“We put a lot of effort into having the guest believe to a point that that handle is actually there, they can reach out and touch it. There’s lots of moments like that that were specifically designed to really add to that immersion.”

Having used VR before, I’d anticipated a fairly simple and controller-led experience, not this surprisingly tactile and involving game. Clearly, VR was a lot further along than I had realised, much closer to the fully immersive worlds of films and TV shows like Ready Player One and Channel 4’s Kiss Me First than the buggy novelty I had expected.

“I honestly believe we'll actually be better at VR by the time of Ready Player One,” Cliff tells me, referring to the Steven Spielberg film’s 2045 setting.

“As much as Ready Player One and the rendering of the OASIS was very beautiful, it was also very stylised, so I think in 30, 40 years from now the rendering quality will surpass what was presented in that film.”

“Short of some of the more fantastical things represented in the film, I think we'll get to roughly that level of immersion long before 2045,” VR expert Adam Harwood, a technical team lead at Ultrahaptics, agrees.

“A lot of VR experts would probably say this is a conservative estimate, but I'd hazard a guess at it taking around another 10 years.”

Of course, some aspects of Ready Player One’s technology remain out of our grasp, specifically the parts where special treadmills and rigs allow players to move in three-dimensional space without moving too far.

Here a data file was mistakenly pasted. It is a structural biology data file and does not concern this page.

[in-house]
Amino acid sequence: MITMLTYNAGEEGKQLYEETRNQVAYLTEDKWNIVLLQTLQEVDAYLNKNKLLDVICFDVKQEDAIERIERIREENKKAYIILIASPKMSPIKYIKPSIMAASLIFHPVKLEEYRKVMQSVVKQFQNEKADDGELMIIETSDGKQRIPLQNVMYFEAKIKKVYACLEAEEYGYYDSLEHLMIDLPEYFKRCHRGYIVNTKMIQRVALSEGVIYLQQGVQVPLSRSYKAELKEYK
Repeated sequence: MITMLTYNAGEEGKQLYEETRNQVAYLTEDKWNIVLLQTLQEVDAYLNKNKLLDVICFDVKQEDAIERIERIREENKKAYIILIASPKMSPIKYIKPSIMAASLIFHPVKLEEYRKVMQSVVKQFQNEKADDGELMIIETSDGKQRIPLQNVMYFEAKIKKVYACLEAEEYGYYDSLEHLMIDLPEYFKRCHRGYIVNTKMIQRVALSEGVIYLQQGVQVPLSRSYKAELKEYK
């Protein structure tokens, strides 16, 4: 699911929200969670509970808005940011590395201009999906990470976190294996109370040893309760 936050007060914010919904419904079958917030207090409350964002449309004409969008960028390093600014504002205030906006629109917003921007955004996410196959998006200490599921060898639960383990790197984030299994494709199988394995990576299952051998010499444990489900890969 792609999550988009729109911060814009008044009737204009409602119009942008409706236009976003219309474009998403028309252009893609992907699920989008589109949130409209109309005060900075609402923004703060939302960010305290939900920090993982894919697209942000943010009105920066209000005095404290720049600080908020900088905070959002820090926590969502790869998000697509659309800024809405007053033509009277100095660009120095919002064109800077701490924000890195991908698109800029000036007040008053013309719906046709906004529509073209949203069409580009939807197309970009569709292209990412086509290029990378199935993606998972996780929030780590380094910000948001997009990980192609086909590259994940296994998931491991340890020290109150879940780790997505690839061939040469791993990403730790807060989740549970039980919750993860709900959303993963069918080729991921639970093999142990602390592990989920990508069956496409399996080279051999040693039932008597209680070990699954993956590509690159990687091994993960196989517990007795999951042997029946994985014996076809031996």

For now, that’s why things like this Star Wars experience couldn’t become a play-at-home game – you’d need to build the entire set to get that level of immersion – but that could change in the coming years too.

The author (and guest) testing out The Void technology
The author (and guest) testing out The Void technology

“Omni-directional treadmills are starting to come out,” Adam tells me. “Most of them involve standing in a bowl with slippery shoes on, but I think we could get to a point where locomotion with our actual legs is fairly commonplace.”

However, full immersion into a fictional world may be trickier, thanks to some pesky biological instincts in our bodies.

“There are some barriers to full immersion that I don't think will ever be solved by VR, short of some kind of neural interface,” Adam explains.

“Our inner-ears can detect things like acceleration and our body position relative to the floor. It's very hard, perhaps impossible, to trick this sense and when what you're seeing and what your inner-ear is telling you are different that causes simulation sickness – like motion sickness in reverse.”